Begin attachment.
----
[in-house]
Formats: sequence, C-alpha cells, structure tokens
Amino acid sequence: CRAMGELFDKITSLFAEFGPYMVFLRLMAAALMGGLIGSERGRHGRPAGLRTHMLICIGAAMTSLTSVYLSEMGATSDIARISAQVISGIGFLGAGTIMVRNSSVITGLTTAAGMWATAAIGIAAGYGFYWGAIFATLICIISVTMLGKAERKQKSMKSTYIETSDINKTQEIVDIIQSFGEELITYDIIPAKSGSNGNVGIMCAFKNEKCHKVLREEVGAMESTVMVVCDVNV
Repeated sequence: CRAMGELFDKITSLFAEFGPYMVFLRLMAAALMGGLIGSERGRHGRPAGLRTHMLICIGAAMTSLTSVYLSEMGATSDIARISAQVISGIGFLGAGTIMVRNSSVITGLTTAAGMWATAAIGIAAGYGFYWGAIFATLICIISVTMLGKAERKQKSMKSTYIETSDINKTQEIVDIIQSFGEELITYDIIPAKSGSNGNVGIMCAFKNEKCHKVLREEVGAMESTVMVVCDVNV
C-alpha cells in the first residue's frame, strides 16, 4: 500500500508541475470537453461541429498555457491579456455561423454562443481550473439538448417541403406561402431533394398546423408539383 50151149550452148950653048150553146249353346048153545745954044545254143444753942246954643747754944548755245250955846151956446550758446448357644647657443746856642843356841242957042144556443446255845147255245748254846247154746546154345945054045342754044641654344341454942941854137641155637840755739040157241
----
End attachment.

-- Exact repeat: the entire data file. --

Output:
[in-house]
Formats: sequence, C-alpha cells, structure tokens
Amino acid sequence: CRAMGELFDKITSLFAEFGPYMVFLRLMAAALMGGLIGSERGRHGRPAGLRTHMLICIGAAMTSLTSVYLSEMGATSDIARISAQVISGIGFLGAGTIMVRNSSVITGLTTAAGMWATAAIGIAAGYGFYWGAIFATLICIISVTMLGKAERKQKSMKSTYIETSDINKTQEIVDIIQSFGEELITYDIIPAKSGSNGNVGIMCAFKNEKCHKVLREEVGAMESTVMVVCDVNV
Repeated sequence: CRAMGELFDKITSLFAEFGPYMVFLRLMAAALMGGLIGSERGRHGRPAGLRTHMLICIGAAMTSLTSVYLSEMGATSDIARISAQVISGIGFLGAGTIMVRNSSVITGLTTAAGMWATAAIGIAAGYGFYWGAIFATLICIISVTMLGKAERKQKSMKSTYIETSDINKTQEIVDIIQSFGEELITYDIIPAKSGSNGNVGIMCAFKNEKCHKVLREEVGAMESTVMVVCDVNV
C-alpha cells in the first residue's frame, strides 16, 4: 500500500508541475470537453461541429498555457491579456455561423454562443481550473439538448417541403406561402431533394398546423408539383 50151149550452148950653048150553146249353346048153545745954044545254143444753942246954643747754944548755245250955846151956446550758446448357644647657443746856642843356841242957042144556443446255845147255245748254846247154746546154345945054045342754044641654344341454942941854137641155637840755739040157241